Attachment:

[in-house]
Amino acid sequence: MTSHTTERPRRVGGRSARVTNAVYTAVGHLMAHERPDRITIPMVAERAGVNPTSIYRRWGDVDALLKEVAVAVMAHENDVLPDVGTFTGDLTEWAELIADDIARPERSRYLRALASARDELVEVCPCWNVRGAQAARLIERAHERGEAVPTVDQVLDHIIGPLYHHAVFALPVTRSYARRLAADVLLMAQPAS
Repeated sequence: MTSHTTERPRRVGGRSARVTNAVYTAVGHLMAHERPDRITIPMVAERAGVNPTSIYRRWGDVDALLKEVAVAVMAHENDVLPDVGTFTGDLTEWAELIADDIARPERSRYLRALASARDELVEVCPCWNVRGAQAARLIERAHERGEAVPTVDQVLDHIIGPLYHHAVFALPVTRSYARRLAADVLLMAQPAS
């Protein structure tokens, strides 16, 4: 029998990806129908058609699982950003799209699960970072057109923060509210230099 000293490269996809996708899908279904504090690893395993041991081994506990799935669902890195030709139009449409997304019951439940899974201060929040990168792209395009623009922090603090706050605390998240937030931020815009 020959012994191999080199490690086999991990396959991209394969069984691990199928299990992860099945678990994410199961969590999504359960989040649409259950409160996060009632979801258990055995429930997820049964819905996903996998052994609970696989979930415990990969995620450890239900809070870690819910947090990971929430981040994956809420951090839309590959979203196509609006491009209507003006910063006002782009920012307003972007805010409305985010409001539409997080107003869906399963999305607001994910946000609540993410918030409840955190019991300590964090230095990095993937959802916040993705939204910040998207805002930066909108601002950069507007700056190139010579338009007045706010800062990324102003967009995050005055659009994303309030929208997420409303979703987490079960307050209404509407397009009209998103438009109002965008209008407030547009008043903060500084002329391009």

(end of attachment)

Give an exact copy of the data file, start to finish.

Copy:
[in-house]
Amino acid sequence: MTSHTTERPRRVGGRSARVTNAVYTAVGHLMAHERPDRITIPMVAERAGVNPTSIYRRWGDVDALLKEVAVAVMAHENDVLPDVGTFTGDLTEWAELIADDIARPERSRYLRALASARDELVEVCPCWNVRGAQAARLIERAHERGEAVPTVDQVLDHIIGPLYHHAVFALPVTRSYARRLAADVLLMAQPAS
Repeated sequence: MTSHTTERPRRVGGRSARVTNAVYTAVGHLMAHERPDRITIPMVAERAGVNPTSIYRRWGDVDALLKEVAVAVMAHENDVLPDVGTFTGDLTEWAELIADDIARPERSRYLRALASARDELVEVCPCWNVRGAQAARLIERAHERGEAVPTVDQVLDHIIGPLYHHAVFALPVTRSYARRLAADVLLMAQPAS
């Protein structure tokens, strides 16, 4: 029998990806129908058609699982950003799209699960970072057109923060509210230099 000293490269996809996708899908279904504090690893395993041991081994506990799935669902890195030709139009449409997304019951439940899974201060929040990168792209395009623009922090603090706050605390998240937030931020815009 020959012994191999080199490690086999991990396959991209394969069984691990199928299990992860099945678990994410199961969590999504359960989040649409259950409160996060009632979801258990055995429930997820049964819905996903996998052994609970696989979930415990990969995620450890239900809070870690819910947090990971929430981040994956809420951090839309590959979203196509609006491009209507003006910063006002782009920012307003972007805010409305985010409001539409997080107003869906399963999305607001994910946000609540993410918030409840955190019991300590964090230095990095993937959802916040993705939204910040998207805002930066909108601002950069507007700056190139010579338009007045706010800062990324102003967009995050005055659009994303309030929208997420409303979703987490079960307050209404509407397009009209998103438009109002965008209008407030547009008043903060500084002329391009």